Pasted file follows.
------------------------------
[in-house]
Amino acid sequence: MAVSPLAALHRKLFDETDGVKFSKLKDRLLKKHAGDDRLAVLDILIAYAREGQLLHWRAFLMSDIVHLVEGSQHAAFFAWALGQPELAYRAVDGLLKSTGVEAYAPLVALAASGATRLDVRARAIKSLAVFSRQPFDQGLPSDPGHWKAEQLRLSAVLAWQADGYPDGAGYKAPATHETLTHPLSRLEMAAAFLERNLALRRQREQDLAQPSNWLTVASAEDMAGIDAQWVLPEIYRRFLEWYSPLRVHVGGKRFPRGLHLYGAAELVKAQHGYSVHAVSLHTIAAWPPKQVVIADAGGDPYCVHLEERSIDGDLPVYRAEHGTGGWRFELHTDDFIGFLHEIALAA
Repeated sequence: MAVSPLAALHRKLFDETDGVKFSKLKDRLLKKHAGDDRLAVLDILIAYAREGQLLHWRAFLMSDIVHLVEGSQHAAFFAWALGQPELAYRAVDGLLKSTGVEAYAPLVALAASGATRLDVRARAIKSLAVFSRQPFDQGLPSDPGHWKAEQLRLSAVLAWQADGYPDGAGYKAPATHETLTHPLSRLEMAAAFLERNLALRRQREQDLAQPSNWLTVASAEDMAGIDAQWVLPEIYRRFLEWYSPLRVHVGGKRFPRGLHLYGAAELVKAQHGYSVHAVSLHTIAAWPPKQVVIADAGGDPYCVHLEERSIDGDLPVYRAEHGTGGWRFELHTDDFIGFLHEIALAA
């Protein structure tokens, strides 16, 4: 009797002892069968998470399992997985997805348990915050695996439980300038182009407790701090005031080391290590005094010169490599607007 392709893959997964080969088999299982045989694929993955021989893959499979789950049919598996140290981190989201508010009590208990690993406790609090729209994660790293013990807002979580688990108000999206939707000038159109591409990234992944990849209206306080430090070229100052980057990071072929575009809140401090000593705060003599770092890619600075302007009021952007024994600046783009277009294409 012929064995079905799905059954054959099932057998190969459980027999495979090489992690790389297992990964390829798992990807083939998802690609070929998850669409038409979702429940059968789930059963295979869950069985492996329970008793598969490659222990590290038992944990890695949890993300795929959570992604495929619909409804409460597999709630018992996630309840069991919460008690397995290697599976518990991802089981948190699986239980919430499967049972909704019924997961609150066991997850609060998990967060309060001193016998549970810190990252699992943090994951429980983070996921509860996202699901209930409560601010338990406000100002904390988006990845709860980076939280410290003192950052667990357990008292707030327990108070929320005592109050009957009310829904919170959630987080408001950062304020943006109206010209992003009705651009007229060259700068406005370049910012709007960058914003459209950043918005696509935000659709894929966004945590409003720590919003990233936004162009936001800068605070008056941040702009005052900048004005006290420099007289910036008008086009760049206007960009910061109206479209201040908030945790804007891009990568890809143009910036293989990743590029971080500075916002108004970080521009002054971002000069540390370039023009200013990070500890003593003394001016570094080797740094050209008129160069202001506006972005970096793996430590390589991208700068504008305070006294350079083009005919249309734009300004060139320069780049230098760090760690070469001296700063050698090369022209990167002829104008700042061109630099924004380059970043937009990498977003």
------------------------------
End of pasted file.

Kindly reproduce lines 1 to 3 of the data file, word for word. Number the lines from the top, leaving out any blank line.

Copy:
[in-house]
Amino acid sequence: MAVSPLAALHRKLFDETDGVKFSKLKDRLLKKHAGDDRLAVLDILIAYAREGQLLHWRAFLMSDIVHLVEGSQHAAFFAWALGQPELAYRAVDGLLKSTGVEAYAPLVALAASGATRLDVRARAIKSLAVFSRQPFDQGLPSDPGHWKAEQLRLSAVLAWQADGYPDGAGYKAPATHETLTHPLSRLEMAAAFLERNLALRRQREQDLAQPSNWLTVASAEDMAGIDAQWVLPEIYRRFLEWYSPLRVHVGGKRFPRGLHLYGAAELVKAQHGYSVHAVSLHTIAAWPPKQVVIADAGGDPYCVHLEERSIDGDLPVYRAEHGTGGWRFELHTDDFIGFLHEIALAA
Repeated sequence: MAVSPLAALHRKLFDETDGVKFSKLKDRLLKKHAGDDRLAVLDILIAYAREGQLLHWRAFLMSDIVHLVEGSQHAAFFAWALGQPELAYRAVDGLLKSTGVEAYAPLVALAASGATRLDVRARAIKSLAVFSRQPFDQGLPSDPGHWKAEQLRLSAVLAWQADGYPDGAGYKAPATHETLTHPLSRLEMAAAFLERNLALRRQREQDLAQPSNWLTVASAEDMAGIDAQWVLPEIYRRFLEWYSPLRVHVGGKRFPRGLHLYGAAELVKAQHGYSVHAVSLHTIAAWPPKQVVIADAGGDPYCVHLEERSIDGDLPVYRAEHGTGGWRFELHTDDFIGFLHEIALAA